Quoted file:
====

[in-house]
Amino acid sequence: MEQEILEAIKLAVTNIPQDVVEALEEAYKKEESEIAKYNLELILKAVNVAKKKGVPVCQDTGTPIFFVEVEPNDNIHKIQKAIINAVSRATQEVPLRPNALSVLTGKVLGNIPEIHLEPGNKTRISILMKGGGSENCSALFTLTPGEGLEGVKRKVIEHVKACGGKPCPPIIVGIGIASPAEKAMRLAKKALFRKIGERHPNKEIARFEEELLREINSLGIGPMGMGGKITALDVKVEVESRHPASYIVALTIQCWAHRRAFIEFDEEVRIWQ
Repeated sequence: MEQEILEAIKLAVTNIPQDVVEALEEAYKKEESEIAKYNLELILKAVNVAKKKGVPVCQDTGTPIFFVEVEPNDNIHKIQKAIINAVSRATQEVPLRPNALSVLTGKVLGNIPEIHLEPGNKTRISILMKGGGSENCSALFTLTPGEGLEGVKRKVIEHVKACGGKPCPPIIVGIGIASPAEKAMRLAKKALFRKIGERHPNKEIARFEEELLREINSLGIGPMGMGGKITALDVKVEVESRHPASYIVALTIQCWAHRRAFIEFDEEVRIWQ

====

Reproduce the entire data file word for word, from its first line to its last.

[in-house]
Amino acid sequence: MEQEILEAIKLAVTNIPQDVVEALEEAYKKEESEIAKYNLELILKAVNVAKKKGVPVCQDTGTPIFFVEVEPNDNIHKIQKAIINAVSRATQEVPLRPNALSVLTGKVLGNIPEIHLEPGNKTRISILMKGGGSENCSALFTLTPGEGLEGVKRKVIEHVKACGGKPCPPIIVGIGIASPAEKAMRLAKKALFRKIGERHPNKEIARFEEELLREINSLGIGPMGMGGKITALDVKVEVESRHPASYIVALTIQCWAHRRAFIEFDEEVRIWQ
Repeated sequence: MEQEILEAIKLAVTNIPQDVVEALEEAYKKEESEIAKYNLELILKAVNVAKKKGVPVCQDTGTPIFFVEVEPNDNIHKIQKAIINAVSRATQEVPLRPNALSVLTGKVLGNIPEIHLEPGNKTRISILMKGGGSENCSALFTLTPGEGLEGVKRKVIEHVKACGGKPCPPIIVGIGIASPAEKAMRLAKKALFRKIGERHPNKEIARFEEELLREINSLGIGPMGMGGKITALDVKVEVESRHPASYIVALTIQCWAHRRAFIEFDEEVRIWQ